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A Cash Effect in Ultimatum Game Experiments

Author

Listed:
  • Junyi Shen

    (Research Institute for Economics & Business Administration (RIEB), Kobe University, Japan)

  • Hiromasa Takahashi

    (Faculty of International Studies, Hiroshima City University, Japan)

Abstract

This paper reports two experiments involving an ultimatum game, conducted in Japan. There were two treatments in our experiments. One was called a cash session and the other was called a point session. The cash session means introducing cash into the ultimatum game. In other words, in a cash session, subjects bargained money in cash but not points or tokens as most prior experiments did. We found that compared to those in the point sessions, proposers offered more and responders rejected less in the cash sessions. These evidences imply that a cash effect does exist in the ultimatum game experiments.

Suggested Citation

  • Junyi Shen & Hiromasa Takahashi, 2013. "A Cash Effect in Ultimatum Game Experiments," Discussion Paper Series DP2013-13, Research Institute for Economics & Business Administration, Kobe University.
  • Handle: RePEc:kob:dpaper:dp2013-13
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    File URL: http://www.rieb.kobe-u.ac.jp/academic/ra/dp/English/DP2013-13.pdf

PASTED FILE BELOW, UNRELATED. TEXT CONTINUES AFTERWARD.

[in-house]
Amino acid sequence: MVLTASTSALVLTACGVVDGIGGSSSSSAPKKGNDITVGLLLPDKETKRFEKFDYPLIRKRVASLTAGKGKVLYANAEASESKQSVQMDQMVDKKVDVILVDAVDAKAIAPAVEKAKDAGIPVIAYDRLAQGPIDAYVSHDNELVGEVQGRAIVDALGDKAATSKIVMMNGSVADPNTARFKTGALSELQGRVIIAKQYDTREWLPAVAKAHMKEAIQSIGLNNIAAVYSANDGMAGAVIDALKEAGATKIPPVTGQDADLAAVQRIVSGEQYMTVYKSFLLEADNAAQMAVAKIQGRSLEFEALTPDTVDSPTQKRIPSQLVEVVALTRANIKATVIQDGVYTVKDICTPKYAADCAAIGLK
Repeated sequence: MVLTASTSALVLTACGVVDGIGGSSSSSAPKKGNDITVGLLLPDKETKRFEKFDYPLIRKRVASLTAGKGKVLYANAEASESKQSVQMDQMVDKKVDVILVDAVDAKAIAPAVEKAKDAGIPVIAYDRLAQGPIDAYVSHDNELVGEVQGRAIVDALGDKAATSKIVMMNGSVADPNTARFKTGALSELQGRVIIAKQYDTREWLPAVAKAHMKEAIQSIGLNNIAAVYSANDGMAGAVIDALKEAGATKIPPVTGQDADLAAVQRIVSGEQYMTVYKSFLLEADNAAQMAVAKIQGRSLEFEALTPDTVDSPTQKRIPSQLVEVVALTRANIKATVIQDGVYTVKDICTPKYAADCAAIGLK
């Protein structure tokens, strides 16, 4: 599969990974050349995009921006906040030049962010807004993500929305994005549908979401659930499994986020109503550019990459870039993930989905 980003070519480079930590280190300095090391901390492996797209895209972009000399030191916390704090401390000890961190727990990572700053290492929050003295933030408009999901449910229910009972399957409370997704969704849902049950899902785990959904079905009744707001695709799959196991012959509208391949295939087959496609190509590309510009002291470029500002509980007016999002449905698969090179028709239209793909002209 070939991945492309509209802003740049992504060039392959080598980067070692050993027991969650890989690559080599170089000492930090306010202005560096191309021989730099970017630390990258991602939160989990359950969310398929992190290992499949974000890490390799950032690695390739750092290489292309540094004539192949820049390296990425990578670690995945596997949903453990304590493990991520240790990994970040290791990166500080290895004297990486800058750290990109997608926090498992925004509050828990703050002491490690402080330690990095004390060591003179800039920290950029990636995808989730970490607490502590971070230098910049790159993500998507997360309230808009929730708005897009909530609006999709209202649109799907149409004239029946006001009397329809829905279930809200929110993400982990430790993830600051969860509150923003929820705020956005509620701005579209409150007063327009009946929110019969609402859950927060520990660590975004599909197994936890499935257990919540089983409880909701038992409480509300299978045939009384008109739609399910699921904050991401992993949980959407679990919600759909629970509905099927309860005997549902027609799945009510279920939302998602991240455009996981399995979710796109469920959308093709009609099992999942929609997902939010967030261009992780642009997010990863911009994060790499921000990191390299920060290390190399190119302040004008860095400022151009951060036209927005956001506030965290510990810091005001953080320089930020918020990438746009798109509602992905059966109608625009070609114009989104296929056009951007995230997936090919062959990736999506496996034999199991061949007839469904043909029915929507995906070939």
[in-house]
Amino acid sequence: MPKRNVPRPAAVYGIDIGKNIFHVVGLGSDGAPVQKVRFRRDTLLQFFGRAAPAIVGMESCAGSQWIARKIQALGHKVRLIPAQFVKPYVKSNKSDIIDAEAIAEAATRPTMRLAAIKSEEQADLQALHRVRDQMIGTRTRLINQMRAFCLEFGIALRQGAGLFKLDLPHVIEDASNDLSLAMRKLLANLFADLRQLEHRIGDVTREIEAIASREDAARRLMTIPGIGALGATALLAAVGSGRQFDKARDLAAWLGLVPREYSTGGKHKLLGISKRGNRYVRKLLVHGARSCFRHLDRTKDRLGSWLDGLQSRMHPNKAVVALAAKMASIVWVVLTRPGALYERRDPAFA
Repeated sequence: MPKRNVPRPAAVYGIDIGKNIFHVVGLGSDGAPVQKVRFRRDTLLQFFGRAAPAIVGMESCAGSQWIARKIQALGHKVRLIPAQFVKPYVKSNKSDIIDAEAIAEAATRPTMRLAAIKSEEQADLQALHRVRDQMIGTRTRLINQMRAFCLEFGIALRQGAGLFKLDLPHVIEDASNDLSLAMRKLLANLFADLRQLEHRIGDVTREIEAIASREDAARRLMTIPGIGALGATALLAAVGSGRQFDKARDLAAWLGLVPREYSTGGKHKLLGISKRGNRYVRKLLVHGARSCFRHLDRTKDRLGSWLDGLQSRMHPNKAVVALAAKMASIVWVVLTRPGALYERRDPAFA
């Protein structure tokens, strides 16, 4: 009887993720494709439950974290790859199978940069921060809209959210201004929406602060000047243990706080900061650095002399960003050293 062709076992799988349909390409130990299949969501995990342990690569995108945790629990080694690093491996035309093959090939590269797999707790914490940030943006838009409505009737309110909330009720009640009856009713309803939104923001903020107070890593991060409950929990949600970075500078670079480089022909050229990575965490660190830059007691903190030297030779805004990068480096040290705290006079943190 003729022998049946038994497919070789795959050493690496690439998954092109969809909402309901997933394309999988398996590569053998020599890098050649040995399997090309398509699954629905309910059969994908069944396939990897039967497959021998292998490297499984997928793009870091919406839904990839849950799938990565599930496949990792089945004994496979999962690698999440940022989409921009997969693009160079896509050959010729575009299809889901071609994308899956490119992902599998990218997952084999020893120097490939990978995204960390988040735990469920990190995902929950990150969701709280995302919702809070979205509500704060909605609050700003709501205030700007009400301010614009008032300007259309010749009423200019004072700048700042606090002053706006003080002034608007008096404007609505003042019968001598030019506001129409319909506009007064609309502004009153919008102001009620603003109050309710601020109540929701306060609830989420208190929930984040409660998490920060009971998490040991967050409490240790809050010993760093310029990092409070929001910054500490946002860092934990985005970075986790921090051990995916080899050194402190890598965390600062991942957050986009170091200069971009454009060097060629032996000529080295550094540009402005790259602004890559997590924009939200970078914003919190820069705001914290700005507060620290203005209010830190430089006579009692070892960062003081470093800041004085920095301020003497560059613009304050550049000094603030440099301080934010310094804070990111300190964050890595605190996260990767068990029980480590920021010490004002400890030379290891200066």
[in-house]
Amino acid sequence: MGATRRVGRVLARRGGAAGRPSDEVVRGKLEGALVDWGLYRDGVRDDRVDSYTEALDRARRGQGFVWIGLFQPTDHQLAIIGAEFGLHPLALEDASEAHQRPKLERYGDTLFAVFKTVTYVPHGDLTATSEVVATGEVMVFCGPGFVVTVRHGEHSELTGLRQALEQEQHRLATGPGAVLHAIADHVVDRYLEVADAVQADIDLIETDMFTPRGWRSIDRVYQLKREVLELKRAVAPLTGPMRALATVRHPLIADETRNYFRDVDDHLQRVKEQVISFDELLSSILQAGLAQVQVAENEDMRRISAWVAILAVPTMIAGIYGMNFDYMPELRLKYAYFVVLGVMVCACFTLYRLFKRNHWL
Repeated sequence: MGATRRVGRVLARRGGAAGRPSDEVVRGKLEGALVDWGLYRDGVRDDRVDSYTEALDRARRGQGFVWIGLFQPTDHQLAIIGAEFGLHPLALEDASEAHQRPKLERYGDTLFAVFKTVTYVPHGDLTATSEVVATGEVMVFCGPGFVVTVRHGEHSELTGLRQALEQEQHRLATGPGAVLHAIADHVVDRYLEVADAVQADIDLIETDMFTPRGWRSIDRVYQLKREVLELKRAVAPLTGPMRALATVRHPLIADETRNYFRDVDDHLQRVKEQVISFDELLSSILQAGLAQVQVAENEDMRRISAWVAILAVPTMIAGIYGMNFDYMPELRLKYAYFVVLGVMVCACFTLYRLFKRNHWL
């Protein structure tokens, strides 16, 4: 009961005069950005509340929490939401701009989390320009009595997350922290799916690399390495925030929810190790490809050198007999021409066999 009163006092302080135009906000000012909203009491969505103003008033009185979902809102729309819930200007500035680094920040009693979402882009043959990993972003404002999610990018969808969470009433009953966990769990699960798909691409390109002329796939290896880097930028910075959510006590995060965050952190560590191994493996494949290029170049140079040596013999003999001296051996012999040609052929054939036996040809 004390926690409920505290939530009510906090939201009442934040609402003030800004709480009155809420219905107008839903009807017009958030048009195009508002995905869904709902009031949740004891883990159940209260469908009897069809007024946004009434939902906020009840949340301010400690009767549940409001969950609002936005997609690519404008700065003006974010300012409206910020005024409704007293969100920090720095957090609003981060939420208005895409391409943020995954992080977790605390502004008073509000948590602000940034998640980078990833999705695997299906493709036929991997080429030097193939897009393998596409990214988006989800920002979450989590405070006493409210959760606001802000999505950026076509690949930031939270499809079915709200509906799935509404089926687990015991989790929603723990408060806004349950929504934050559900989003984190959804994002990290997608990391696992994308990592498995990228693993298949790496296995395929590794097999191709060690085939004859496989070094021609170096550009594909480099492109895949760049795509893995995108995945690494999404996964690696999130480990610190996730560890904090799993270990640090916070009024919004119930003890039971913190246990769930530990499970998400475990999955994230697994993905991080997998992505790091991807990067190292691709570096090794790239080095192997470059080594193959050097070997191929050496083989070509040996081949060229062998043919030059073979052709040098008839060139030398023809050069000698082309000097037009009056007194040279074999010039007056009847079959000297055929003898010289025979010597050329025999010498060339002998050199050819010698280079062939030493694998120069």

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    References listed on IDEAS

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    Cited by:

    1. Dustin P. Calvillo & Jessica N. Burgeno, 2015. "Cognitive reflection predicts the acceptance of unfair ultimatum game offers," Judgment and Decision Making, Society for Judgment and Decision Making, vol. 10(4), pages 332-341, July.
    2. Hiromasa Takahashi & Junyi Shen & Kazuhito Ogawa, 2016. "Gender-specific Reference-dependent Preferences in an Experimental Trust Game," Discussion Paper Series DP2016-09, Research Institute for Economics & Business Administration, Kobe University.
    3. Junyi Shen & Hiromasa Takahashi, 2017. "The tangibility effect of paper money and coins in an investment experiment," Economics and Business Letters, Oviedo University Press, vol. 6(1), pages 1-5.

    More about this item

    Keywords

    Cash effect; Ultimatum game; Cost-loss discrepancy; Experimental design;

    JEL classification:

    • C72 - Mathematical and Quantitative Methods - - Game Theory and Bargaining Theory - - - Noncooperative Games
    • C91 - Mathematical and Quantitative Methods - - Design of Experiments - - - Laboratory, Individual Behavior

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